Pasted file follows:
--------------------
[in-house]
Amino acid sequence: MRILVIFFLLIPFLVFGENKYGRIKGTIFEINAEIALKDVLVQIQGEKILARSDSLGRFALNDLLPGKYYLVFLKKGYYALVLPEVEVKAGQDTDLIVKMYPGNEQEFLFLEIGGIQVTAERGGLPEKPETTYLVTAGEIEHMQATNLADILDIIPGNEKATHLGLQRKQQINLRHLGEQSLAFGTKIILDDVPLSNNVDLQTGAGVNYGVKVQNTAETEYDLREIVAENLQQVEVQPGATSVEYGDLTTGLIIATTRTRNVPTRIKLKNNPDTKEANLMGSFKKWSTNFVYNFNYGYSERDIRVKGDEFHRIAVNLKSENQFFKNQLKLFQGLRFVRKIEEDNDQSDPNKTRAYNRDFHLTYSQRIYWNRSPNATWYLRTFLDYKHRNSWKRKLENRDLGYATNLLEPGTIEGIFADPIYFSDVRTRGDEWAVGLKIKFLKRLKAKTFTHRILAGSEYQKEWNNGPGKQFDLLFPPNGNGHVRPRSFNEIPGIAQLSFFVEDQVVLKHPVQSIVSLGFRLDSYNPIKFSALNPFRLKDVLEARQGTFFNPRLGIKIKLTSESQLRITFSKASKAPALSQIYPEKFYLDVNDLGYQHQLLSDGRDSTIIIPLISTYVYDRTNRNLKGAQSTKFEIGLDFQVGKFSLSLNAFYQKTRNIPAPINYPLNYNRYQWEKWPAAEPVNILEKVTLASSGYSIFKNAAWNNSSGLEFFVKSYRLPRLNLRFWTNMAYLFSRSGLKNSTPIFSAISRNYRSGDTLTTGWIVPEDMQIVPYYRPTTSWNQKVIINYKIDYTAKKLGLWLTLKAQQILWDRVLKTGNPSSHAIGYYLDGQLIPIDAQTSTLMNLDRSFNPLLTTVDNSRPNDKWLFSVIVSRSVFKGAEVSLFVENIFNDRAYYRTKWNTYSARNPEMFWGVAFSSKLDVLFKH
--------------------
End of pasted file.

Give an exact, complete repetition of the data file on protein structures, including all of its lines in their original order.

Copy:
[in-house]
Amino acid sequence: MRILVIFFLLIPFLVFGENKYGRIKGTIFEINAEIALKDVLVQIQGEKILARSDSLGRFALNDLLPGKYYLVFLKKGYYALVLPEVEVKAGQDTDLIVKMYPGNEQEFLFLEIGGIQVTAERGGLPEKPETTYLVTAGEIEHMQATNLADILDIIPGNEKATHLGLQRKQQINLRHLGEQSLAFGTKIILDDVPLSNNVDLQTGAGVNYGVKVQNTAETEYDLREIVAENLQQVEVQPGATSVEYGDLTTGLIIATTRTRNVPTRIKLKNNPDTKEANLMGSFKKWSTNFVYNFNYGYSERDIRVKGDEFHRIAVNLKSENQFFKNQLKLFQGLRFVRKIEEDNDQSDPNKTRAYNRDFHLTYSQRIYWNRSPNATWYLRTFLDYKHRNSWKRKLENRDLGYATNLLEPGTIEGIFADPIYFSDVRTRGDEWAVGLKIKFLKRLKAKTFTHRILAGSEYQKEWNNGPGKQFDLLFPPNGNGHVRPRSFNEIPGIAQLSFFVEDQVVLKHPVQSIVSLGFRLDSYNPIKFSALNPFRLKDVLEARQGTFFNPRLGIKIKLTSESQLRITFSKASKAPALSQIYPEKFYLDVNDLGYQHQLLSDGRDSTIIIPLISTYVYDRTNRNLKGAQSTKFEIGLDFQVGKFSLSLNAFYQKTRNIPAPINYPLNYNRYQWEKWPAAEPVNILEKVTLASSGYSIFKNAAWNNSSGLEFFVKSYRLPRLNLRFWTNMAYLFSRSGLKNSTPIFSAISRNYRSGDTLTTGWIVPEDMQIVPYYRPTTSWNQKVIINYKIDYTAKKLGLWLTLKAQQILWDRVLKTGNPSSHAIGYYLDGQLIPIDAQTSTLMNLDRSFNPLLTTVDNSRPNDKWLFSVIVSRSVFKGAEVSLFVENIFNDRAYYRTKWNTYSARNPEMFWGVAFSSKLDVLFKH